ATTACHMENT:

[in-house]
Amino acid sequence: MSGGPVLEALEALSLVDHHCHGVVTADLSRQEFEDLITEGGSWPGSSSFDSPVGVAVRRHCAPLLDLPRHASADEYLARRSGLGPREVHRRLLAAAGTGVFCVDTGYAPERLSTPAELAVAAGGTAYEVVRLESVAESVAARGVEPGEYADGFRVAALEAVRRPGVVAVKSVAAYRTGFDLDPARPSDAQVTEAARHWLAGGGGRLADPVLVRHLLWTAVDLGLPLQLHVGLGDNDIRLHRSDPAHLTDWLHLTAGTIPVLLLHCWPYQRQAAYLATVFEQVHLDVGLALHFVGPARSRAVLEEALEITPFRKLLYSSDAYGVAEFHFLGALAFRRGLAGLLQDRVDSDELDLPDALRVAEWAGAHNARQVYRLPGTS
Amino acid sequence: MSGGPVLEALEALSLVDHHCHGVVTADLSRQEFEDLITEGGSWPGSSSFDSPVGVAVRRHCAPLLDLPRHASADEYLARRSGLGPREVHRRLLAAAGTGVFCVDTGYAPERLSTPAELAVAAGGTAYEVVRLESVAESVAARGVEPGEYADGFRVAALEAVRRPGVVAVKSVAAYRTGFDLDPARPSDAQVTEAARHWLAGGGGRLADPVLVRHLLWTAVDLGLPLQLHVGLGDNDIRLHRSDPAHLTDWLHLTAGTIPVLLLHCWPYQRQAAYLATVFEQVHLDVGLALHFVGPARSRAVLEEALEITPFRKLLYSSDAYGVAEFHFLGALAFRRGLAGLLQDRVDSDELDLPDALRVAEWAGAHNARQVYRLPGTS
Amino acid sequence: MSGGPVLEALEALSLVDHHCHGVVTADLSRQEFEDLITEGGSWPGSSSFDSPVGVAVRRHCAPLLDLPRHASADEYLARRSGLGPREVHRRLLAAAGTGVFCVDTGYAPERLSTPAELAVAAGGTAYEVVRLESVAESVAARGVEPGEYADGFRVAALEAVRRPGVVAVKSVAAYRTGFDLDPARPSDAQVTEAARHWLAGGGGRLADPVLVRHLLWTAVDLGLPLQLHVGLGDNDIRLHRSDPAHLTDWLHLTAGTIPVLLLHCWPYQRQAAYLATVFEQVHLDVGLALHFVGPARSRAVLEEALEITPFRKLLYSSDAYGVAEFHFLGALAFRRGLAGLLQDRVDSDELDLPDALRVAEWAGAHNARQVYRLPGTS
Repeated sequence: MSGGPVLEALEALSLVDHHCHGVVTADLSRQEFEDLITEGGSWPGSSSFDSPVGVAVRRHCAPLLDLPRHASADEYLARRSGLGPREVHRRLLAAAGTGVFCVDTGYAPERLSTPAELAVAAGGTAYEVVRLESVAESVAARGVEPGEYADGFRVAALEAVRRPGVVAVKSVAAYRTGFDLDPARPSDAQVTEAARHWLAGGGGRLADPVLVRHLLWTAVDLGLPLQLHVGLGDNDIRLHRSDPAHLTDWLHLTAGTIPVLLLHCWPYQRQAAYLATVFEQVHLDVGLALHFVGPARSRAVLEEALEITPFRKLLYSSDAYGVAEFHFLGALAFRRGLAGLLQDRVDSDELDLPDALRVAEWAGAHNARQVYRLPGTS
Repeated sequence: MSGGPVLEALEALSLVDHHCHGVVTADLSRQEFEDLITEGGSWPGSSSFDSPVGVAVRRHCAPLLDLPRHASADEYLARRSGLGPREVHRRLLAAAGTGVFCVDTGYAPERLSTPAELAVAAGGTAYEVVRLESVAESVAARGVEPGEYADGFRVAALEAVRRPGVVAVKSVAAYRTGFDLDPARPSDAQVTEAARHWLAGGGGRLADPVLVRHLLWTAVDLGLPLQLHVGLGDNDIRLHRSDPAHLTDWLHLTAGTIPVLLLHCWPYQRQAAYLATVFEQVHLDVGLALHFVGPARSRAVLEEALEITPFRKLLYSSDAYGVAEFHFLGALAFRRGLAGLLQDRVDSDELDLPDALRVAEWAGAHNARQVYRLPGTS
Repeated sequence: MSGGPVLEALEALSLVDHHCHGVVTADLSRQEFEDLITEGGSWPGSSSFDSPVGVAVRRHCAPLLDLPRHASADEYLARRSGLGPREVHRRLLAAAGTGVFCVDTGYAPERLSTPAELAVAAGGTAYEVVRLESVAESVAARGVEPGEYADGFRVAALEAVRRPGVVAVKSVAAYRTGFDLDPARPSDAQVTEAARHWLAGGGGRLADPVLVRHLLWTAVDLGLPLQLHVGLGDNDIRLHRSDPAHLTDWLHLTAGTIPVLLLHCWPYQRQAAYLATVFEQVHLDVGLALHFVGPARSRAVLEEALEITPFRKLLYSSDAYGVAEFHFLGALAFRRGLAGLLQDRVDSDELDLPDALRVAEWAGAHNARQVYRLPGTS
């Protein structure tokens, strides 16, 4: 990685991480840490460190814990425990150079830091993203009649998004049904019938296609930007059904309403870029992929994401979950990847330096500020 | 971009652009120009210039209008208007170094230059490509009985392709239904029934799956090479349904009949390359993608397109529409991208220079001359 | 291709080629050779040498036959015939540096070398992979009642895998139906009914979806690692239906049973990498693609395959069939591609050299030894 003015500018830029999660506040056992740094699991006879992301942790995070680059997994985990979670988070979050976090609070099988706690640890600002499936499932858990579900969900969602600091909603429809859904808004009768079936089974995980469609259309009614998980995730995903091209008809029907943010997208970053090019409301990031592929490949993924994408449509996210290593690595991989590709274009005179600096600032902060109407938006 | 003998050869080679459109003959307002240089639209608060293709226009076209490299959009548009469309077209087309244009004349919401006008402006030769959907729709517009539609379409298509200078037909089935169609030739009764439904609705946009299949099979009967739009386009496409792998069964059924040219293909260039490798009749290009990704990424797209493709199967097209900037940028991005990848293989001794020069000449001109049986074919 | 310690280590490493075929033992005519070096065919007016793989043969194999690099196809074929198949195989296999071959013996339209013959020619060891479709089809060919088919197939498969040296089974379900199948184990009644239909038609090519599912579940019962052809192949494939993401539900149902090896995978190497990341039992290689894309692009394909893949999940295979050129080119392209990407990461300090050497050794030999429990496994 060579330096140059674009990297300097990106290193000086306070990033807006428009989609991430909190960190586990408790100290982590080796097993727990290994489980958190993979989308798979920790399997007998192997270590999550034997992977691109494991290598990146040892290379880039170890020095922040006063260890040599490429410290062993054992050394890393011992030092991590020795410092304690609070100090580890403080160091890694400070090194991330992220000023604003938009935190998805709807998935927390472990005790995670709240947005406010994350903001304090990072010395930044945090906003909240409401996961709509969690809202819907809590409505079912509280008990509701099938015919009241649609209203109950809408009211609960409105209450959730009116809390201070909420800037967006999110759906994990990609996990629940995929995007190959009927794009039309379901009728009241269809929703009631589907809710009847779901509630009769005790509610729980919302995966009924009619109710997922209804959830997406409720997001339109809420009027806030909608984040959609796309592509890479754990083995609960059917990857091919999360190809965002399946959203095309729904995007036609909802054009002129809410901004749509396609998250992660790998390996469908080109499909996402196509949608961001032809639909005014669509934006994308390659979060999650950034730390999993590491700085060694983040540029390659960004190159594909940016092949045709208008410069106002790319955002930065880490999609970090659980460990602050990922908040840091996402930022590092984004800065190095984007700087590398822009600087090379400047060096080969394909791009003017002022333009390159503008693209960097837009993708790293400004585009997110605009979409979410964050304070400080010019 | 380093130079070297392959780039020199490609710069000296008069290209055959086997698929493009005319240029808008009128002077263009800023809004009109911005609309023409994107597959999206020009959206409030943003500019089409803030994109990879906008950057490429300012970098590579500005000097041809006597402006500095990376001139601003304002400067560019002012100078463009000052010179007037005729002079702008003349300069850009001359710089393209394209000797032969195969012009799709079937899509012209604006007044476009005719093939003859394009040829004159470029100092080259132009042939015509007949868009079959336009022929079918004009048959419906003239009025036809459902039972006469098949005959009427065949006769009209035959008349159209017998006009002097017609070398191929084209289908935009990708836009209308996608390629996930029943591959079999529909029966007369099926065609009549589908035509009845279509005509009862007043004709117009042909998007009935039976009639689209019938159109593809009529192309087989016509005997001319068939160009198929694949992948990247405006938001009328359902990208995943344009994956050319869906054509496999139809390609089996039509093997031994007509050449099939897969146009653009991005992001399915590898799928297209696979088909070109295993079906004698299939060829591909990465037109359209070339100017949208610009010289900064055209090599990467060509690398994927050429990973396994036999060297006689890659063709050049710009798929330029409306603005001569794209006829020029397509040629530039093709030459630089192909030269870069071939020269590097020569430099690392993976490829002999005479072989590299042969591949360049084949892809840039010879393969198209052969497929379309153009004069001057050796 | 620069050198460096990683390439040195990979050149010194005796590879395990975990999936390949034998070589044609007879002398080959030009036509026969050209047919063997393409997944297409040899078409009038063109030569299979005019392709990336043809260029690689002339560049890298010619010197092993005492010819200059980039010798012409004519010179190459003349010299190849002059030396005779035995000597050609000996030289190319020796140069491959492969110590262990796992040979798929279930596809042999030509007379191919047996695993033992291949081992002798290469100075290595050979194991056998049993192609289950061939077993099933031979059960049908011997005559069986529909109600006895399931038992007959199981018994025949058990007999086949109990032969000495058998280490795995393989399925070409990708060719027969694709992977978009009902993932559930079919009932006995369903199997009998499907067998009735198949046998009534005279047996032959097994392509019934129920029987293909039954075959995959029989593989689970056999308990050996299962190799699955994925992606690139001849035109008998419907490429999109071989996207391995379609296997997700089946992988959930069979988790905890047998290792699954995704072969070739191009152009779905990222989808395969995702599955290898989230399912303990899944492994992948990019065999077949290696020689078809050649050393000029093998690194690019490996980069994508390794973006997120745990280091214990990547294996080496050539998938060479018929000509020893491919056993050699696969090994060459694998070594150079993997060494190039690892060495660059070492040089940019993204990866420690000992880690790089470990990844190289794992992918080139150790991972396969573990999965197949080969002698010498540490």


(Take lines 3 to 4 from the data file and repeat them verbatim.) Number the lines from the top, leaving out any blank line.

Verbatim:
Amino acid sequence: MSGGPVLEALEALSLVDHHCHGVVTADLSRQEFEDLITEGGSWPGSSSFDSPVGVAVRRHCAPLLDLPRHASADEYLARRSGLGPREVHRRLLAAAGTGVFCVDTGYAPERLSTPAELAVAAGGTAYEVVRLESVAESVAARGVEPGEYADGFRVAALEAVRRPGVVAVKSVAAYRTGFDLDPARPSDAQVTEAARHWLAGGGGRLADPVLVRHLLWTAVDLGLPLQLHVGLGDNDIRLHRSDPAHLTDWLHLTAGTIPVLLLHCWPYQRQAAYLATVFEQVHLDVGLALHFVGPARSRAVLEEALEITPFRKLLYSSDAYGVAEFHFLGALAFRRGLAGLLQDRVDSDELDLPDALRVAEWAGAHNARQVYRLPGTS
Amino acid sequence: MSGGPVLEALEALSLVDHHCHGVVTADLSRQEFEDLITEGGSWPGSSSFDSPVGVAVRRHCAPLLDLPRHASADEYLARRSGLGPREVHRRLLAAAGTGVFCVDTGYAPERLSTPAELAVAAGGTAYEVVRLESVAESVAARGVEPGEYADGFRVAALEAVRRPGVVAVKSVAAYRTGFDLDPARPSDAQVTEAARHWLAGGGGRLADPVLVRHLLWTAVDLGLPLQLHVGLGDNDIRLHRSDPAHLTDWLHLTAGTIPVLLLHCWPYQRQAAYLATVFEQVHLDVGLALHFVGPARSRAVLEEALEITPFRKLLYSSDAYGVAEFHFLGALAFRRGLAGLLQDRVDSDELDLPDALRVAEWAGAHNARQVYRLPGTS